Friday, 2 September 2011

Long-term outcome and autism

This is one of my longer posts so please bear with me. I will try and approach this topic with a greater degree of caution and sensitivity than usual because it potentially ties into some quite strongly held views and beliefs, particularly on the nature of autism spectrum conditions.

It is one of the primary questions to be asked when applying an intervention or management strategy to any condition, autism or otherwise: what are the long-term outcomes? By long-term 'positive' outcome I mean whether or not strategy A, drug B or diet C, etc will actually provide either long-term remission from the symptoms of a condition or long-term improvement in the presentation of a condition or long-term improved quality of life for a person or decreased risk of developing other things. At the very least, will employing an intervention 'do no harm' in the longer run to that individual or group?

I was brought to this post by a few studies fairly recently published. This one from right here in Blighty suggested that early intervention in autism was perhaps a longer term thing than 'a quick fix'. The study was based on quite a small group of children with autism and controls (N=41) and looked at follow-up after a couple of combinations of early intensive behavioural interventions (parent-led vs. supervised) vs. business as usual (see paper here). The results suggested that the early benefits from intervention noted after two years were rather more mixed - diluted - at follow-up after intervention had halted.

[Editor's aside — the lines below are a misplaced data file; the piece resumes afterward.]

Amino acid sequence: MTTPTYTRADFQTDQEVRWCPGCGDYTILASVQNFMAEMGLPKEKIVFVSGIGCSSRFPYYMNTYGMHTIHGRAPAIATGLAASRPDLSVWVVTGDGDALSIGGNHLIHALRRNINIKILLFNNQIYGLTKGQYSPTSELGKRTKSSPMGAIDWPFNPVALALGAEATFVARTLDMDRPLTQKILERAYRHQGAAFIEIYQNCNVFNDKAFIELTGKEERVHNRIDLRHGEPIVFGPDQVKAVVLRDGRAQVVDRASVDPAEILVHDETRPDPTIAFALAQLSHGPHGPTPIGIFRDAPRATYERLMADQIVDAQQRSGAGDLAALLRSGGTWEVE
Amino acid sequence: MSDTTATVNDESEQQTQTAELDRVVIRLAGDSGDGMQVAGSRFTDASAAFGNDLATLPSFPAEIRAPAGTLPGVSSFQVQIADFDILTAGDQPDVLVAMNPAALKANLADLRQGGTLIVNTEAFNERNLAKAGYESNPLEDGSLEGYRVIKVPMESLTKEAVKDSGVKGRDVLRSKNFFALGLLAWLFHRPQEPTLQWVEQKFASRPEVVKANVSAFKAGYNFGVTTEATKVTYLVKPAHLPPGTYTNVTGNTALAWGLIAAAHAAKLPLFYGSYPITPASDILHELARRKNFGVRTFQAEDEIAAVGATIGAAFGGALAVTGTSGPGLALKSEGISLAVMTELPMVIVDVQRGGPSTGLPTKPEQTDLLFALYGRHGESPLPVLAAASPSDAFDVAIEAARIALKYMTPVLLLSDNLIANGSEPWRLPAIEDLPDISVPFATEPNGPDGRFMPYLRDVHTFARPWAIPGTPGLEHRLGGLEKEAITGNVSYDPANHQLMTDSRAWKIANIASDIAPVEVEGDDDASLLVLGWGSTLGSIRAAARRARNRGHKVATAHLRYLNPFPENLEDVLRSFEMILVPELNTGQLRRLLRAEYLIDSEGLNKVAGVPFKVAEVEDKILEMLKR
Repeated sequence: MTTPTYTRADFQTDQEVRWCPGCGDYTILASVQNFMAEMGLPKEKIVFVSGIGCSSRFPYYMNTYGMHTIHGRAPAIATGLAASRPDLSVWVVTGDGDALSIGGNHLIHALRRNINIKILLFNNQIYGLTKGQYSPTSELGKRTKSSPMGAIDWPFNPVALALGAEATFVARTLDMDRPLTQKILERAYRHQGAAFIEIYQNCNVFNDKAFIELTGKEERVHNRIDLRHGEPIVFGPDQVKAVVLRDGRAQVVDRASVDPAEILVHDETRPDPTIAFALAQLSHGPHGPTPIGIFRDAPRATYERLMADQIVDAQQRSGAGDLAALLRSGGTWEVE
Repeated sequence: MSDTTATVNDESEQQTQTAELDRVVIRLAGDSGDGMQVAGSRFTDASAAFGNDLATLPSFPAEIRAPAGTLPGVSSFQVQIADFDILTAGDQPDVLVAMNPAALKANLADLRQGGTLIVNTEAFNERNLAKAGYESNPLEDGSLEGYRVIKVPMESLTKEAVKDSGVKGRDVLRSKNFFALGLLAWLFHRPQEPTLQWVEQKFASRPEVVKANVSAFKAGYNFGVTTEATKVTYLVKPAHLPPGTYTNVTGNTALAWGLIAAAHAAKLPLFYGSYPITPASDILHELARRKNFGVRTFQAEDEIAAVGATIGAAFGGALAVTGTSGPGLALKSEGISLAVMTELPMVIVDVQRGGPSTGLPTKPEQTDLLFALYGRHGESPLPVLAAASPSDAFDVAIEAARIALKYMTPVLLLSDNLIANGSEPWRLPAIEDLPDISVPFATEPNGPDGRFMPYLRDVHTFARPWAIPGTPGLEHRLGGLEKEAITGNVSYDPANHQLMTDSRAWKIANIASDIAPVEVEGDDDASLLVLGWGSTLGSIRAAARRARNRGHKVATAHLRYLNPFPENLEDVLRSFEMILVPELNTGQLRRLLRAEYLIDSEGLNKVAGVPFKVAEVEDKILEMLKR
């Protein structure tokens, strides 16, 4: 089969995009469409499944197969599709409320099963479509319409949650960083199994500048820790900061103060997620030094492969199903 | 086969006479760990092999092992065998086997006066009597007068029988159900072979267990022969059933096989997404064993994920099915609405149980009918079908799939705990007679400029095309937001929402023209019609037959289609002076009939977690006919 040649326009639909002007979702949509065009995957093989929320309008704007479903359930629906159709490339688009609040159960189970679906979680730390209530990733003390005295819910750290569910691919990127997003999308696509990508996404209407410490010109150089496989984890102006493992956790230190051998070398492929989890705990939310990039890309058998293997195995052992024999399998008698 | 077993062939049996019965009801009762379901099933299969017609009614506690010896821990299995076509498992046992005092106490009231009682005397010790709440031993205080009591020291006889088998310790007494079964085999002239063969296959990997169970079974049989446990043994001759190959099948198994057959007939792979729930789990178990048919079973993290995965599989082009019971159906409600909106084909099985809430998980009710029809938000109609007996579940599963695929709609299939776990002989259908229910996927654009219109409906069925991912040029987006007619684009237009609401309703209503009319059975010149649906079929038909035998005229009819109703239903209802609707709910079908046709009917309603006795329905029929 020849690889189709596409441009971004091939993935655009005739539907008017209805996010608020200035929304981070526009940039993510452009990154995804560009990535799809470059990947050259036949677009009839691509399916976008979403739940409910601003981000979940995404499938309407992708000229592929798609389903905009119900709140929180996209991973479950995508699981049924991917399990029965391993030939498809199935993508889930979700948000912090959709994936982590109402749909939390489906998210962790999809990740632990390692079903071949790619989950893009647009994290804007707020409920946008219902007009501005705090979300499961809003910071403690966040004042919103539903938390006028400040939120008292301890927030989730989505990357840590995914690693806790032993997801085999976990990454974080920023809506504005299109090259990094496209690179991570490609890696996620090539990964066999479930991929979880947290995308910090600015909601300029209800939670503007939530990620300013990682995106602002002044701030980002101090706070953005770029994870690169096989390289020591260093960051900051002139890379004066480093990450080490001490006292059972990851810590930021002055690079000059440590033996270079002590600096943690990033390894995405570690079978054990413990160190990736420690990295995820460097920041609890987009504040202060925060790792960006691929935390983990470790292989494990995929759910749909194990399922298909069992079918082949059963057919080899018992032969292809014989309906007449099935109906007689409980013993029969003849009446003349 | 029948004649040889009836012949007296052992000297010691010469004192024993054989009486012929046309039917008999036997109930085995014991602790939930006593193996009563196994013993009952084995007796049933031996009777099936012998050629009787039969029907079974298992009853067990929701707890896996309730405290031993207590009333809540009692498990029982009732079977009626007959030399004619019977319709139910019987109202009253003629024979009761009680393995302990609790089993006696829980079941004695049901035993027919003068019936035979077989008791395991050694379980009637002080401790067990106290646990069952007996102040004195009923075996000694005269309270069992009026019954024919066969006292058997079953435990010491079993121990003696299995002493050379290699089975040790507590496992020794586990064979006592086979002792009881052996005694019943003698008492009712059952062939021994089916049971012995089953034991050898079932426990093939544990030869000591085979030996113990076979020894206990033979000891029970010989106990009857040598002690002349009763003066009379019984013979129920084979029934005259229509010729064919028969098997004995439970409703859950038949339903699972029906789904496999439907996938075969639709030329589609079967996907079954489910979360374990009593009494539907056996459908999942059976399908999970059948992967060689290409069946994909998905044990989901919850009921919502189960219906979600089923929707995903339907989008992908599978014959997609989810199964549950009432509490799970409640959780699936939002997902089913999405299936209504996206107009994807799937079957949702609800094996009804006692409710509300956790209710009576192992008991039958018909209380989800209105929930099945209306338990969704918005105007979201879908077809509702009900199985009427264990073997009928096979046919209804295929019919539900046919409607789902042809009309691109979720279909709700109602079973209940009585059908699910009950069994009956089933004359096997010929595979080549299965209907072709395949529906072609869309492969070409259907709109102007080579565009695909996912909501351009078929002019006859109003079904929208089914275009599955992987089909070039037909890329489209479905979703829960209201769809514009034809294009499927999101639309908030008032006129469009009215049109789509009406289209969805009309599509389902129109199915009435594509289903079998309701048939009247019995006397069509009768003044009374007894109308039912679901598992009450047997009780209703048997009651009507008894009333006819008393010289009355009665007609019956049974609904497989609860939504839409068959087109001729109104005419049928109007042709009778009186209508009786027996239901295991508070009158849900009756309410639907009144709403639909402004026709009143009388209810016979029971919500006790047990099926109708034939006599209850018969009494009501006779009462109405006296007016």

The second study is this one based on what happens to scores on one of the 'gold-standard' assessment measures for autism, the ADI-R. The main conclusion being that stability of the ADI-R is OK in certain areas, although in others it is perhaps a little shakier than expected. I have talked about stability and instability in autism diagnosis in a previous post so am not going into the detail again.

The final study is this one looking at long-term differences in outcome for autism vs. autism spectrum disorder. The findings suggested that although there was little difference in things like mortality, convictions for crime and marital status, a greater association with impaired psychosocial functioning (CGAS) predisposed the autism group to an increased receipt of social benefit (disability pension) than the more able PDD-NOS group studied. The study included a familiar name among the authorship team, Eili Sponheim, who has previously published results in a research area close to my heart.